One of the newer worlds added to our narrative, Volana started as a cool idea of a tidal-locked planet that was isolated and a good location for a Blood Wolves skirmish game. But we’ve been adding to the planet’s story bit by bit.

Will there be new worlds?

The  answer is Yes. But only if there’s a solid narrative reason to add to the list.

For example, Daxim III was created when I found this fantastic art of a large planetoid slamming into a planet. It was such a good illustration that it inspired a nice Rumors of the Underhive article, and I didn’t want to destroy an existing planet.

Meanwhile, I hosted a game at the Shorehammer conference about Voloh Gudag’s plan to spread the Kassig Plague on a planet and divert Imperial reinforcements away from the Death Guard invasion on Dozaria.

I decided I needed another world in the same system. It had to be close enough to Dozaria that, if the Imperium didn’t act quickly against Gudag, the world would fall to Nurgle—and the Death Guard would have made a great advance in the Dozarian System. So Polarian was created to force the Imperium’s hand to act. Now, this world can go on the map. It’s lore.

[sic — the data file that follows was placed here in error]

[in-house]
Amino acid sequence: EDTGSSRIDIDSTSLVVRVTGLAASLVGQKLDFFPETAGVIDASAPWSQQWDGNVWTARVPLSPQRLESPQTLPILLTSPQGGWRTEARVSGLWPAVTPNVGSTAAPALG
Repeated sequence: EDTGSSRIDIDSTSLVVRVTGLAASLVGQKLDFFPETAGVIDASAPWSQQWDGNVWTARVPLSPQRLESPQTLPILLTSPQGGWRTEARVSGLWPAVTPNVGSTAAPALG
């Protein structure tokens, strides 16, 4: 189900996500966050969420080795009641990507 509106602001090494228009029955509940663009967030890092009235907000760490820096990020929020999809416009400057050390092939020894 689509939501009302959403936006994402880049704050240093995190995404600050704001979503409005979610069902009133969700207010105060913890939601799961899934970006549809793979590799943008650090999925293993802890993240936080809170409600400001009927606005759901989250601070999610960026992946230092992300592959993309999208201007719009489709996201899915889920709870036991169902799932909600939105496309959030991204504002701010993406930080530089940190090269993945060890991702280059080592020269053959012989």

So, new worlds are inevitable. But with 116 already to choose from, I suspect that we’ll go slow and make a greater effort to add depth to our existing narrative, not more width.

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This was one of the first maps for the Corvus Cluster–an illustration of the Sculptor System. It’s a lot of fun to make maps, and I really should make more.

Want to know more?

There are two ways to learn more about the many worlds of the Corvus Cluster.

First, at the top of the page, above the banner, there are series of headings—About, Campaign Timeline, Who’s Who, etc.—and I recently added Worlds. This subhead lists all the official worlds and stellar objects of note in the campaign, with a citation that will link you to an important article that sheds light on the location.

(It’s certainly going to help me sort out what goes where.)

Now, some of these planets are little more than a setting for a very brief rumor, news account, or the like. If you want to find the worlds where more detail is available, look in the Categories section to the right. Under the Category “Worlds,” you’ll find lengthier articles specifically written to “flesh out” the history and details of some planets. It’s a limited selection, but I hope we’ll add more in the months ahead.

Thanks for reading.—TheGM

The Corvus Cluster is a Warhammer 40K blog documenting our gaming adventures in the fantastical sci-fi universe of Games Workshop.